Like phenols, aniline derivatives are highly susceptible to electrophilic substitution reactions. For example, sulfonation of aniline produces sulfanilic acid, which can be converted to sulfanilamide. Sulfanilamide is one of the sulfa drugs that were widely used as antibacterials in the early twentieth century.
Aniline and its ring-substituted derivatives react with nitrous acid to form diazonium salts. Through these, the -NH2 group of aniline can be conveniently converted to -OH, -CN, or a halide via Sandmeyer reactions.
It reacts with nitrobenzene to produce phenazine in the Wohl-Aue reaction.
Originally the great commercial value of aniline was due to the readiness with which it yields, directly or indirectly, valuable dyestuffs. The discovery of mauve in 1856 by William Perkin was the first of a series of dyestuffs which are now to be numbered by hundreds. In addition to its use as a precursor to dyestuffs, it is a starting-product for the manufacture of many drugs such as paracetamol (acetaminophen, Tylenol).
It is used to stain neural RNA blue in the Nissl stain.
Currently the largest market for aniline is the preparation of methylene diphenyl diisocyanate (MDI), some 85 percent of aniline serving this market. Other uses include rubber processing chemicals (nine percent), herbicides (two percent), and dyes and pigments (two percent).
Aniline was first isolated from the destructive distillation of indigo in 1826 by Otto Unverdorben, who named it crystalline. In 1834, Friedrich Runge isolated from coal tar a substance which produced a beautiful blue color on treatment with chloride of lime, which he named kyanol or cyanol. In 1841, C. J. Fritzsche showed that by treating indigo with caustic potash it yielded an oil, which he named aniline, from the specific name of one of the indigo-yielding plants, Indigofera anil—anil being derived from the Sanskrit nīla, dark-blue, and nīlā, the indigo plant. About the same time N. N. Zinin found that on reducing nitrobenzene, a base was formed which he named benzidam. August Wilhelm von Hofmann investigated these variously prepared substances, and proved them to be identical (1855), and thenceforth they took their place as one body, under the name aniline or phenylamine.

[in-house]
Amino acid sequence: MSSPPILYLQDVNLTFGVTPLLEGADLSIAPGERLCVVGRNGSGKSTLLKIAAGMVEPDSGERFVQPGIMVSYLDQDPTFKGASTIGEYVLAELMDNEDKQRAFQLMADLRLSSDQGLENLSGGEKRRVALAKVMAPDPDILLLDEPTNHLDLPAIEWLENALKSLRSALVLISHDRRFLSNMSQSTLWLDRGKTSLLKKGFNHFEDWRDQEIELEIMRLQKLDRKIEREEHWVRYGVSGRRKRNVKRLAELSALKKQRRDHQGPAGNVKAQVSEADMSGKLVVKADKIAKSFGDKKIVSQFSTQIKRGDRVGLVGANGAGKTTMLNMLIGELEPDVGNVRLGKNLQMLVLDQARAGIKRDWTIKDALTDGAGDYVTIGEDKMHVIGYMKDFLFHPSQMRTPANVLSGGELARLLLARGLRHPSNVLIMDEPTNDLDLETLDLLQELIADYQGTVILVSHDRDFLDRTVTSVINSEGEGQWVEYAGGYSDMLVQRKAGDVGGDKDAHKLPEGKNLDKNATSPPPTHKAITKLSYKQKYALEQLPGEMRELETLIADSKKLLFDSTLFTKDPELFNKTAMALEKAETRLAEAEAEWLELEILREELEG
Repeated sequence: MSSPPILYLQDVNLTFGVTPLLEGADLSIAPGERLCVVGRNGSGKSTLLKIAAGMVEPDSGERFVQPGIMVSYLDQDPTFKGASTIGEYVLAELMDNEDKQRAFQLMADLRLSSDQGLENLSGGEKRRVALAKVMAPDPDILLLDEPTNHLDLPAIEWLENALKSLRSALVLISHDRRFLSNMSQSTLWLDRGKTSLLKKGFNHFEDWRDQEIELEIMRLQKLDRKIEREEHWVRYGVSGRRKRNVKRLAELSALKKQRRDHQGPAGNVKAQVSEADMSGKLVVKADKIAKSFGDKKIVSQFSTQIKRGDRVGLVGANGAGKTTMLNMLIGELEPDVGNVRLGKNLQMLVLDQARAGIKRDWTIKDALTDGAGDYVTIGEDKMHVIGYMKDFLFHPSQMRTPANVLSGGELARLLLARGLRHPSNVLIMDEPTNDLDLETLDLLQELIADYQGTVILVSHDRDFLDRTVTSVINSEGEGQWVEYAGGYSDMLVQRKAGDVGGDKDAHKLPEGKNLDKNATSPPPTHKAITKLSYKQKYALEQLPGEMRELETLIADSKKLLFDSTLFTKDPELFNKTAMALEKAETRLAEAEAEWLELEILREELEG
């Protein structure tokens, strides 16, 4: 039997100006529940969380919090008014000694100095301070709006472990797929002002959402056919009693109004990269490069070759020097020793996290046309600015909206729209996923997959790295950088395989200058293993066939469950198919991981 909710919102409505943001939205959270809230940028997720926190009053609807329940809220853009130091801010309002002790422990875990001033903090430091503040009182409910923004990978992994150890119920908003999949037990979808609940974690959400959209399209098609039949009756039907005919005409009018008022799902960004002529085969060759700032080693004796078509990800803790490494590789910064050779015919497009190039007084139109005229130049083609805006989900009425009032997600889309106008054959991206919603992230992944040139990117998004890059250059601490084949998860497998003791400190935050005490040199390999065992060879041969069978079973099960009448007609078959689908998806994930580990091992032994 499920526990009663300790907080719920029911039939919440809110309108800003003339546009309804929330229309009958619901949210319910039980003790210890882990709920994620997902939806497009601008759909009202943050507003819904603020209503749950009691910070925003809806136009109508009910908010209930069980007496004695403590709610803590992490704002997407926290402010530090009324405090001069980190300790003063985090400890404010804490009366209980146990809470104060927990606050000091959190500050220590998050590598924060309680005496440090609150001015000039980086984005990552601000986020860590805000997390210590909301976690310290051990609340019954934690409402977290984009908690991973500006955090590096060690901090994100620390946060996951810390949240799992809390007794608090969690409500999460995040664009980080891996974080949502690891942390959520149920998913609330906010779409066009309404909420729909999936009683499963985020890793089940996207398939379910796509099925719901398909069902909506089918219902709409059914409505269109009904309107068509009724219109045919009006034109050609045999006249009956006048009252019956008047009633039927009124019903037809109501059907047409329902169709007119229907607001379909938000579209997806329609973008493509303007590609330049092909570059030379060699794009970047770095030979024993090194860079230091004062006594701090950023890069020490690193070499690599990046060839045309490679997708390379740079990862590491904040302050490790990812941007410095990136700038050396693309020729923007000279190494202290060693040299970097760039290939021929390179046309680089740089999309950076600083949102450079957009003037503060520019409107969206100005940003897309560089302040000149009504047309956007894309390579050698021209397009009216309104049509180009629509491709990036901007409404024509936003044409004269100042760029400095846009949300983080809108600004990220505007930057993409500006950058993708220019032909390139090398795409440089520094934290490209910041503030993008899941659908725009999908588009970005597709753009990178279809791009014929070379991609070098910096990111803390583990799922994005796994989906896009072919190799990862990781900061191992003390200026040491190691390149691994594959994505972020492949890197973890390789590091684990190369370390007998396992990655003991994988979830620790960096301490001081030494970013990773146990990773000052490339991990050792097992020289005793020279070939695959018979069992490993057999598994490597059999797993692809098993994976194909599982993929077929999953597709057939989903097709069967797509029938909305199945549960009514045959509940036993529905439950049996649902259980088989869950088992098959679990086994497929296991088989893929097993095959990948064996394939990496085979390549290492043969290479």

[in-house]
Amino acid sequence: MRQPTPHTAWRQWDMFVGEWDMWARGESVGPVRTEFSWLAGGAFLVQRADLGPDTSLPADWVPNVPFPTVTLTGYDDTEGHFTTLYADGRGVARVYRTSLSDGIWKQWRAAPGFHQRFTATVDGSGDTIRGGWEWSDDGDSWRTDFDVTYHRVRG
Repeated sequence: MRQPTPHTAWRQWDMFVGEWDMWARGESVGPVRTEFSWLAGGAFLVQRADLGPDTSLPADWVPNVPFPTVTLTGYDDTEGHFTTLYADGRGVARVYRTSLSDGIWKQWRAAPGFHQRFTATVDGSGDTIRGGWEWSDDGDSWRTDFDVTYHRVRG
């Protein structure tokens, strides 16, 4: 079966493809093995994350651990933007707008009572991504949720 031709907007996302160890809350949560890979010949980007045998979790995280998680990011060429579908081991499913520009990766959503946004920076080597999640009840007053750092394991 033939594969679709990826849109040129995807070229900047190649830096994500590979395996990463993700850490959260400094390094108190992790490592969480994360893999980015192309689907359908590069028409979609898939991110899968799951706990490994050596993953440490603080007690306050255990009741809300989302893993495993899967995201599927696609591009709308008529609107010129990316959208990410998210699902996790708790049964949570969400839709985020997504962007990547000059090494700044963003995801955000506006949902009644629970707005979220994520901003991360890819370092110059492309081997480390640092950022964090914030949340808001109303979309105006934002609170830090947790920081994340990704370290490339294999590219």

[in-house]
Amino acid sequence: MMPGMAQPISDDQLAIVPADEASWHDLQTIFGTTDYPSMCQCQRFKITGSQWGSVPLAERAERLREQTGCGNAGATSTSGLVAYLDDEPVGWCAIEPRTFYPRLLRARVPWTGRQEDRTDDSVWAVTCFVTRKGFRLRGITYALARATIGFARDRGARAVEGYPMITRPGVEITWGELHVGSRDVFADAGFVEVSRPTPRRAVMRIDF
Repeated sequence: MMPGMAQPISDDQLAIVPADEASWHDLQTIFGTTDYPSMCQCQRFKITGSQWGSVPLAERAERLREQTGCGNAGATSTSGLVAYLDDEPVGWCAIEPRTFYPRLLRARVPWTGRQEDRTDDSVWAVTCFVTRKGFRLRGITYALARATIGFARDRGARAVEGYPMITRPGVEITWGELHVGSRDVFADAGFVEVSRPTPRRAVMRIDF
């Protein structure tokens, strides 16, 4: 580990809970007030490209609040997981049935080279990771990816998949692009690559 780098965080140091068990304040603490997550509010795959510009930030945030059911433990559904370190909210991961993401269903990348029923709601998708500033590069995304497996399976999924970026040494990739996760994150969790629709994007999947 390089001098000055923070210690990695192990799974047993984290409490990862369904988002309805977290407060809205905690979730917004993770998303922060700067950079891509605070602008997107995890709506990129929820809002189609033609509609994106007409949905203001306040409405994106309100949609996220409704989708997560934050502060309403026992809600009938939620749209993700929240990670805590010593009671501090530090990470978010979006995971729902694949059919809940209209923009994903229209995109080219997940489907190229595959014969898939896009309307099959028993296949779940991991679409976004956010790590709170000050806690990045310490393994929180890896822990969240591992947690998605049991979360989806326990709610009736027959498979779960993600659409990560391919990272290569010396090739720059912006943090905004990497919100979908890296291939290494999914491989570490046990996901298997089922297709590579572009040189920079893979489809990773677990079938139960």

Its first industrial-scale use was in the manufacture of mauveine, a purple dye discovered in 1856 by William Henry Perkin.
p-Toluidine, an aniline derivative, can be used in qualitative analysis to prepare carboxylic acid derivatives.
Aniline is toxic by inhalation of the vapor, absorption through the skin, or swallowing. It causes headaches, drowsiness, cyanosis, mental confusion and in severe cases can cause convulsions. Prolonged exposure to the vapor or slight skin exposure over a period of time affects the nervous system and the blood, causing tiredness, loss of appetite, headache and dizziness.
Oil mixtures containing rapeseed oil denatured with aniline have been clearly linked by epidemiological and analytic chemical studies to the toxic oil syndrome that hit Spain in the spring and summer of 1981, in which 20,000 became acutely ill, 12,000 were hospitalized, and more than 350 died in the first year of the epidemic. The precise etiology though remains unknown.
Some authorities class aniline as a carcinogen, although the IARC lists it in Group three (not classifiable as to its carcinogenicity to humans) due to the limited and contradictory data available.
- ↑ Aniline producers price capacity market demand consumption production growth uses outlook. The Chemical Market Reporter, Schnell Publishing Company. Aniline Retrieved September 17, 2007.
- ↑ Muir, GD (ed.). Hazards in the Chemical Laboratory. The Royal Institute of Chemistry: London, 1971.
- McMurry, John. Organic Chemistry. 6th ed. Belmont, CA: Brooks/Cole, 2004. ISBN 0534420052
- Morrison, Robert T., and Robert N. Boyd. Organic Chemistry. 6th ed. Englewood Cliffs, NJ: Prentice Hall, 1992. ISBN 0-13-643669-2
- Solomons, T.W. Graham, and Fryhle, Craig B. Organic Chemistry. 8th ed. Hoboken, NJ: John Wiley, 2004. ISBN 0471417998
- This article incorporates text from the Encyclopædia Britannica Eleventh Edition, a publication now in the public domain.
All links retrieved October 12, 2012.
- Aniline Hazard Summary United States Environmental Protection Agency.
- Toxic Substances Portal - Aniline Agency for Toxic Substances and Disease Registry.